Network helps parents build peace and justice at home
By ARTHUR JONES
When it comes to suggesting how people can be peacemakers at home and in the larger world, James and Kathleen McGinnis are under few illusions.
As the parents of three teenagers, they wrote a few years ago in a new introduction to their re-issued book, Parenting for Peace and Justice -- Ten Years Later (Orbis, 1995), we have wrestled with the challenge of integrating our family life and social ministry for almost 20 years.
The McGinnises faced a quandary many families recognize: We have wanted from the beginning to be able to act for justice without sacrificing our children, and to build family community without isolating ourselves from the world.
That balancing act has been the content of and provides the context for their lives in peacemaking that began, as often happens, with protest.
In the 1960s, Jim McGinnis, who holds a Ph.D. in philosophy from St. Louis University (his dissertation was on Gandhis understanding of freedom and nonviolence), was on the university faculty. In 1970, with the war in Southeast Asia escalating, the university decided to continue its Reserve Officers Training Corps (ROTC) program.
Jim McGinnis organized a group of faculty members to start the Institute for the Study of Peace; 40 students enrolled in the first course. A year later, with Kathy (who holds an MA in history from St. Louis University) and who was also a staffer at the peace institute, the institute held its first course for teachers. That year, too, the Gandhi Peace Foundation in New Delhi invited the McGinnises to advise them on a college-based peace studies program.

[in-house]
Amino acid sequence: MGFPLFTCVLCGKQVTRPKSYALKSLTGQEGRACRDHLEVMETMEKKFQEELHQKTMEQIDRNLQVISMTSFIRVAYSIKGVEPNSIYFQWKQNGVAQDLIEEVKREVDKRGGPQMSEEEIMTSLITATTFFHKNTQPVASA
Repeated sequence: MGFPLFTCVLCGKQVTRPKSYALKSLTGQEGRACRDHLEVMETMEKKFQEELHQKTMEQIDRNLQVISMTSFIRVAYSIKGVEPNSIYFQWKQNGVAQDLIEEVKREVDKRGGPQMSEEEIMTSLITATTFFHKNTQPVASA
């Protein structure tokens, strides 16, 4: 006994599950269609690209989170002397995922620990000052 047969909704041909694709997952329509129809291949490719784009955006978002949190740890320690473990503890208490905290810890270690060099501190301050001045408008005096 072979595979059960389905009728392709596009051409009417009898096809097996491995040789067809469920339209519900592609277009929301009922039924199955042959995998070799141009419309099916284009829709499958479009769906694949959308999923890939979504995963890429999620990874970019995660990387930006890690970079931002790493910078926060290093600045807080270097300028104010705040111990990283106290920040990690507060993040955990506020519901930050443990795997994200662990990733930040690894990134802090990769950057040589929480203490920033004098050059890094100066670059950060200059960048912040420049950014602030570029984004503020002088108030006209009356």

The institute marked its fifth anniversary by leaving St. Louis University and establishing itself as the independent and ecumenical Institute for Peace and Justice.
In 1981 churches representing seven Christian denominations joined the McGinnises to form the Parenting for Peace and Justice Network, and two years later three families from the network were featured on the Phil Donahue television show.
Top priorities for the institute include the Families against Violence programs; an internship program for the institute, and Fostering Family Vision and Values workshops, aimed especially at the needs of families of color.
And families of color are again something the McGinnises know something about.
Their daughter Theresas Black and Native American heritage called and continues to call us to move more deeply into her worlds. The three McGinnis children, Tom, 28, David, 26, and Theresa, 24, are adopted.
Contacts: E-mail: PPJN@aol.com Web site: members.aol.com/ppjn
National Catholic Reporter, September 3, 1999